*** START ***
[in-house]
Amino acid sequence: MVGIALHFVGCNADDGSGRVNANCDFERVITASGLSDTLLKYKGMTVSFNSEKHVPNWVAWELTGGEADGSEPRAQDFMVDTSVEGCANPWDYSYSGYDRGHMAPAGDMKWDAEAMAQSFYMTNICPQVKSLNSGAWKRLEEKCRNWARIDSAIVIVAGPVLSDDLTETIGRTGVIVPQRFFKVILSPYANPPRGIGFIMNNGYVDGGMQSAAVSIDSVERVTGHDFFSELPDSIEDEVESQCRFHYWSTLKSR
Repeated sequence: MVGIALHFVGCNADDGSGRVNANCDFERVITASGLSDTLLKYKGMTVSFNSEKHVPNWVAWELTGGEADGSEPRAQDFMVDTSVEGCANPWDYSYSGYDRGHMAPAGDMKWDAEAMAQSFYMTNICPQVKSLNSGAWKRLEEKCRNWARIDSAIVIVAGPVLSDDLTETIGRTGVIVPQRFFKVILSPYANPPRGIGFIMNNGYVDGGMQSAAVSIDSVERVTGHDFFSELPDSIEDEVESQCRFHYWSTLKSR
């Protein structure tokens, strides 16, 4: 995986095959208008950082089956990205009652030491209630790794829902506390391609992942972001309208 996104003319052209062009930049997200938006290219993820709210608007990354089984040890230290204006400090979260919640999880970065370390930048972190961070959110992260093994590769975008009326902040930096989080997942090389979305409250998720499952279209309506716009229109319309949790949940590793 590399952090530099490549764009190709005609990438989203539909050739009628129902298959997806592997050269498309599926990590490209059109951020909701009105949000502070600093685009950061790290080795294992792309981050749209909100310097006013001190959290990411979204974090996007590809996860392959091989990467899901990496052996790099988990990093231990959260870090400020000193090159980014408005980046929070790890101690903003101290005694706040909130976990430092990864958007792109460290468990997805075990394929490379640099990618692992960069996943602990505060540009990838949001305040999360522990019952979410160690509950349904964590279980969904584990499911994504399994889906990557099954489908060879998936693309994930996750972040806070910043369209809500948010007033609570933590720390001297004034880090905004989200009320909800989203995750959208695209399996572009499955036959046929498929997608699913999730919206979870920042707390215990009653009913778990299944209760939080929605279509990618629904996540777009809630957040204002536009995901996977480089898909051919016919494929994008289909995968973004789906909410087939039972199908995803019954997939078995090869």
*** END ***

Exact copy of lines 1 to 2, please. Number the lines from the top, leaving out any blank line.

[in-house]
Amino acid sequence: MVGIALHFVGCNADDGSGRVNANCDFERVITASGLSDTLLKYKGMTVSFNSEKHVPNWVAWELTGGEADGSEPRAQDFMVDTSVEGCANPWDYSYSGYDRGHMAPAGDMKWDAEAMAQSFYMTNICPQVKSLNSGAWKRLEEKCRNWARIDSAIVIVAGPVLSDDLTETIGRTGVIVPQRFFKVILSPYANPPRGIGFIMNNGYVDGGMQSAAVSIDSVERVTGHDFFSELPDSIEDEVESQCRFHYWSTLKSR